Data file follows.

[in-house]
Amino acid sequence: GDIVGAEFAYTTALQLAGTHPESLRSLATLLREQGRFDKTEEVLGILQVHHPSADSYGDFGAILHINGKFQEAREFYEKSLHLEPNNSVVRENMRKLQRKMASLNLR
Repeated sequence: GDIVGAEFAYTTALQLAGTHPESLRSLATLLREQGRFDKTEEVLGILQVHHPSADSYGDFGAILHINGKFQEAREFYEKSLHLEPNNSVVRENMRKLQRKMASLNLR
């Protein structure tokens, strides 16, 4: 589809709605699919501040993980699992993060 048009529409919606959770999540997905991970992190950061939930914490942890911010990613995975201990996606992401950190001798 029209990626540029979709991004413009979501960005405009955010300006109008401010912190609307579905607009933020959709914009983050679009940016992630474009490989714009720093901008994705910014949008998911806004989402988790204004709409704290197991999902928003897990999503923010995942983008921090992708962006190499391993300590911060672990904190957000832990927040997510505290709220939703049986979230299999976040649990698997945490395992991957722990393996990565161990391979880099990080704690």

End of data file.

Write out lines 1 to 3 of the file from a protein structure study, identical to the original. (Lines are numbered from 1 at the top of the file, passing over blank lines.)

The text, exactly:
[in-house]
Amino acid sequence: GDIVGAEFAYTTALQLAGTHPESLRSLATLLREQGRFDKTEEVLGILQVHHPSADSYGDFGAILHINGKFQEAREFYEKSLHLEPNNSVVRENMRKLQRKMASLNLR
Repeated sequence: GDIVGAEFAYTTALQLAGTHPESLRSLATLLREQGRFDKTEEVLGILQVHHPSADSYGDFGAILHINGKFQEAREFYEKSLHLEPNNSVVRENMRKLQRKMASLNLR